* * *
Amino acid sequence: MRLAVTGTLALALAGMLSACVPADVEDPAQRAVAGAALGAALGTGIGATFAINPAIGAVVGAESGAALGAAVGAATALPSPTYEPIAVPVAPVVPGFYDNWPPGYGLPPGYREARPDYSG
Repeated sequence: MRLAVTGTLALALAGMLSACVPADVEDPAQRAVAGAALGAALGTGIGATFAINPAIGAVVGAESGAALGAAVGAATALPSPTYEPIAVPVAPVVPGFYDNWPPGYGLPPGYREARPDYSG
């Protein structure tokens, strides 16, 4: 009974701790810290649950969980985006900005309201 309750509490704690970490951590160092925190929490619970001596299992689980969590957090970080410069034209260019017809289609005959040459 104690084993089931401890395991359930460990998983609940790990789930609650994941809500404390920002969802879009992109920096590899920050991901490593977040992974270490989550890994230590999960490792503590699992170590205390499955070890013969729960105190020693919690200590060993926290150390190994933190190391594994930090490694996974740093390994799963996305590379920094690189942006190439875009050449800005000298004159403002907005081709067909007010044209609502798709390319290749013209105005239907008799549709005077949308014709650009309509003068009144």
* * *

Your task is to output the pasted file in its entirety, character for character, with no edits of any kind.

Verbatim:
Amino acid sequence: MRLAVTGTLALALAGMLSACVPADVEDPAQRAVAGAALGAALGTGIGATFAINPAIGAVVGAESGAALGAAVGAATALPSPTYEPIAVPVAPVVPGFYDNWPPGYGLPPGYREARPDYSG
Repeated sequence: MRLAVTGTLALALAGMLSACVPADVEDPAQRAVAGAALGAALGTGIGATFAINPAIGAVVGAESGAALGAAVGAATALPSPTYEPIAVPVAPVVPGFYDNWPPGYGLPPGYREARPDYSG
């Protein structure tokens, strides 16, 4: 009974701790810290649950969980985006900005309201 309750509490704690970490951590160092925190929490619970001596299992689980969590957090970080410069034209260019017809289609005959040459 104690084993089931401890395991359930460990998983609940790990789930609650994941809500404390920002969802879009992109920096590899920050991901490593977040992974270490989550890994230590999960490792503590699992170590205390499955070890013969729960105190020693919690200590060993926290150390190994933190190391594994930090490694996974740093390994799963996305590379920094690189942006190439875009050449800005000298004159403002907005081709067909007010044209609502798709390319290749013209105005239907008799549709005077949308014709650009309509003068009144």